"These potential restrictions fail to acknowledge what currently works on Capitol Hill, or the way the American public expects to be able to follow a vital news event about their government in the digital age."
The committee had sought an exemption from the long-standing rule prohibiting the use of laptops by reporters in the Senate chamber during the trial. Instead, Senate leadership plans to install a magnetometer in the press entrance to the chamber during the trial to prevent the use of electronic devices.
The committee said the use of a magnetometer won't help safety and instead "gives the impression that it is being done mostly to protect senators from the bright light of the public knowing what they are doing in one of the country's most important moments."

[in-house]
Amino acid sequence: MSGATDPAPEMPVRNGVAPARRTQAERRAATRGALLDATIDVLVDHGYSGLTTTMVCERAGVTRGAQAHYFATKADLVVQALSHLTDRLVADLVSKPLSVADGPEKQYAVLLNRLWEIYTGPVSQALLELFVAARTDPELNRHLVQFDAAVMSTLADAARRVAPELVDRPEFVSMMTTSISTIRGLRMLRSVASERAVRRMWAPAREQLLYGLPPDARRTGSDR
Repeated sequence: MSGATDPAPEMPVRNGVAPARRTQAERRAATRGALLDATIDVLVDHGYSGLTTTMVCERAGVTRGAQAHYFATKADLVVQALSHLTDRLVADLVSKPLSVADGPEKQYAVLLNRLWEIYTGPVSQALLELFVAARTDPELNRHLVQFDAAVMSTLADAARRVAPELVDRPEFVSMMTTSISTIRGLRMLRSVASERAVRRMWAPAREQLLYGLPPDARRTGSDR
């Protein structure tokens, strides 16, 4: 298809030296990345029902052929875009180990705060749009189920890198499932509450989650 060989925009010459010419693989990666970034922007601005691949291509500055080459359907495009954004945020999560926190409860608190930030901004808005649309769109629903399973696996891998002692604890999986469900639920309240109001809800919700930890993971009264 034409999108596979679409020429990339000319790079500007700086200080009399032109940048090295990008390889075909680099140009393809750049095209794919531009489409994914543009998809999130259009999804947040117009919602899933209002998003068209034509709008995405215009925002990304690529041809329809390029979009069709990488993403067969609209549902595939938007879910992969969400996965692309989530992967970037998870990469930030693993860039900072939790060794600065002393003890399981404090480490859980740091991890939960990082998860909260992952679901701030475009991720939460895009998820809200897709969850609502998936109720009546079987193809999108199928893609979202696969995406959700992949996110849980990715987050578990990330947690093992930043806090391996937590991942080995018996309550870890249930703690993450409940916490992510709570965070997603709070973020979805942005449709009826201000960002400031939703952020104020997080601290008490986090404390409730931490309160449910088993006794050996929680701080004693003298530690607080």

Blunt said that despite limitations on the use of technology and movement by reporters, partly due to Chief Justice John Roberts' presence during the trial, the news media will still have substantial access.
Blunt said the Senate's impeachment rules require it to conduct certain debates under a closed session, and this rule has prompted some of the restrictions.
"And part of the decision about access will be driven by how quickly you can clear the room, so you can have that debate and get people back into the room so you can move forward."
The restrictions will stand unless a two-thirds majority votes to loosen the rules. Blunt suggested this would be impossible to accomplish in the current Senate, but did not directly say how he would vote in this scenario.
"We're not going to have 67 votes. As you all know, I'm always for press access as you can tell right now," Blunt told a crowd of reporters. "Would I be standing here if I was opposed to press access?"
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